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Emergency Contact Phone Number


(photo courtesy of osde8info and flickr) 

As a CSA, Certified Senior Advisor, I receive many emails detailing cutting edge technologies/concepts which all have to do with our senior population. The article below was in a newsletter I received today from the Society of Certified Senior Advisors. The information is relevant to all of us. 

ICE: In Case of Emergency – A simple and effective way of providing emergency responders with a direct line to you. 

The Origin of ICE:  Every day, thousands of emergency calls are placed. These situations require split-second decisions during the “golden hour” that paramedics have available to save lives.

The original concept, conceived by Cambridge, England, paramedic Bob Brotchie, involved putting the acronym ICE in front of your designated emergency contact.

The idea is that you store the word “ICE” in your mobile phone address book and, next to it, the number of the person you would want to be contacted in case of emergency. Additionally, you should enter the name of the individual so your display would read: “ICE Heather,” indicating the person’s name. For more than one contact name, you can use ICE1, ICE2, and ICE3 etc.

In an emergency situation, ambulance and hospital staff will then be able to quickly identify your next of kin and contact them. It’s as simple as that. Use this list to get the most out of ICE-ing your cell phones.

  • Make sure the person whose name and number you are using has agreed to be your ICE partner.
  • Make sure your ICE partner has a list of people to contact on your behalf, including your place of employment.
  • Make sure to always include every phone number for that individual — home, work and cell.
  • Make sure your ICE partner’s number is one that’s easy to contact. For example, a home number could be useless in an emergency if the person isn’t home.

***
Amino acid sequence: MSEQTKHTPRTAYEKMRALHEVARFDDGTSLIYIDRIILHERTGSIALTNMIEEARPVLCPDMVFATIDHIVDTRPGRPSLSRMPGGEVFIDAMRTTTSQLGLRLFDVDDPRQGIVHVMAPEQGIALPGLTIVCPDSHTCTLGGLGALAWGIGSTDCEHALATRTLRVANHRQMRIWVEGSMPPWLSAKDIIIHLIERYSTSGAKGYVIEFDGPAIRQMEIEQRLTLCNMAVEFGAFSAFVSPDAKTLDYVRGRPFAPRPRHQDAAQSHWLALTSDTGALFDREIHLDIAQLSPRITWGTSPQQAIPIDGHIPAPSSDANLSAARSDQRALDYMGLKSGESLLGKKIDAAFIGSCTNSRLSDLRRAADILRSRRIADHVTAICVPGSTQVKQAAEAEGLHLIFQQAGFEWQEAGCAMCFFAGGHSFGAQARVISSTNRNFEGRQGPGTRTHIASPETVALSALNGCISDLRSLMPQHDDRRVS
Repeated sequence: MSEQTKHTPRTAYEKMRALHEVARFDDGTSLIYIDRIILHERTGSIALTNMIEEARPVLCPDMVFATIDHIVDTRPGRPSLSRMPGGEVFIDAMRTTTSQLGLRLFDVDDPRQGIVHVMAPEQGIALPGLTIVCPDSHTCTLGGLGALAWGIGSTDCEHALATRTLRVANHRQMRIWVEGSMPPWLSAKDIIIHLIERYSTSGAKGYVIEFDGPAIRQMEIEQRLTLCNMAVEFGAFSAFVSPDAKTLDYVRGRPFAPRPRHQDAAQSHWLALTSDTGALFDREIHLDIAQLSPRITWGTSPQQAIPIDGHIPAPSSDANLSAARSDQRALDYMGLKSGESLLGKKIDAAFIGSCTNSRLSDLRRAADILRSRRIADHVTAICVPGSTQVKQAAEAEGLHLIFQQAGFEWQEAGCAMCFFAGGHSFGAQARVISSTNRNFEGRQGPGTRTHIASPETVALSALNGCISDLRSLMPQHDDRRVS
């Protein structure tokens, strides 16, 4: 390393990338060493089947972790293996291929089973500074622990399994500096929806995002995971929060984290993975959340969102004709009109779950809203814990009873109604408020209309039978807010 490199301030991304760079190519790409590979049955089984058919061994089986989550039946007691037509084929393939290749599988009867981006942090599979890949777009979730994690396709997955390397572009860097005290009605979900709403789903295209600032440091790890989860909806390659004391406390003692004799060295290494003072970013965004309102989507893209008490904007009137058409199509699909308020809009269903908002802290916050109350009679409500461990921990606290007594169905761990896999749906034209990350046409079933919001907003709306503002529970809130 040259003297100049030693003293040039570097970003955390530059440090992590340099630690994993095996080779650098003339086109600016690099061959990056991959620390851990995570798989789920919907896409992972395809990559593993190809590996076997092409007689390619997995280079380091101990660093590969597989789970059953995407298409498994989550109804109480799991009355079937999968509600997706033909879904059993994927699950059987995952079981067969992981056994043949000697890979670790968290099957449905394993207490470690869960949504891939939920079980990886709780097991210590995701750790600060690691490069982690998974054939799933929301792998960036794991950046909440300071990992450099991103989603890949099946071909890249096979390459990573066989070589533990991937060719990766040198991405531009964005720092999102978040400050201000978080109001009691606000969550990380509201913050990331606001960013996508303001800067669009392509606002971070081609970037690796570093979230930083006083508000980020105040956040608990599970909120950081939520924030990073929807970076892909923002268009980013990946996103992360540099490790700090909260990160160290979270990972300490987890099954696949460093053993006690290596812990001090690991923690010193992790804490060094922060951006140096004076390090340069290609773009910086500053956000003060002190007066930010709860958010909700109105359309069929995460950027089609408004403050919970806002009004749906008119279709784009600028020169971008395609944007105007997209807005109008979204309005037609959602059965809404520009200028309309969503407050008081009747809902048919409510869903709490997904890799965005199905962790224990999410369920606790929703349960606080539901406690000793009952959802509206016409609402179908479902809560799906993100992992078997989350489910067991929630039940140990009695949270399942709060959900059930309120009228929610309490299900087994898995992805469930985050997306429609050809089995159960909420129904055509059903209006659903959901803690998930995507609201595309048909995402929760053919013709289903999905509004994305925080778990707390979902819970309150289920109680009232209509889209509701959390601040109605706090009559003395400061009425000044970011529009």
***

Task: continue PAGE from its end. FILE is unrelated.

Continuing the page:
• Make sure your ICE partner knows about any medical conditions that could affect your emergency treatment. For example: any allergies or current medications.
  • If you are under 18, make sure your ICE partner is a parent or guardian authorized to make decisions on your behalf. For example: should you need a life-or-death operation.
  • Always enter your ICE contact to include the name of your ICE partner. For example: ICE Heather.
  • Should your preferred contact be deaf, then type ICETEXT, then the number of your contact before saving the number.
  • Make sure to place a sticker on or near the photo ID stating “ICE>.”
  • Another idea would be attaching a sticker on the cell phone stating “ICE Loaded.” Some cell phones allow you to name the opening screen. This name is visible when the cell phone is turned on. Simply re-name the “wallpaper” screen “ICE Loaded.”
  • Once you have entered your ICE partner, that individual’s name may not appear on your contact list. With some phones, the ICE entry may act as a duplicate, so deleting and re-entry of an existing contact may be needed.
  • Once you have entered your ICE contact, verify by scrolling through the cell phone’s contact list.

Encourage your family, friends and loved ones to make an ICE entry in their cell phones, especially if it will give them peace of mind. Always include written emergency contact and medical information elsewhere as a safety precaution.

At this time, ICE is not so commonly used that paramedics know to look for it. We hope increased worldwide awareness will make it a universal application in the coming years. Tell a friend and help spread the “ICE.”

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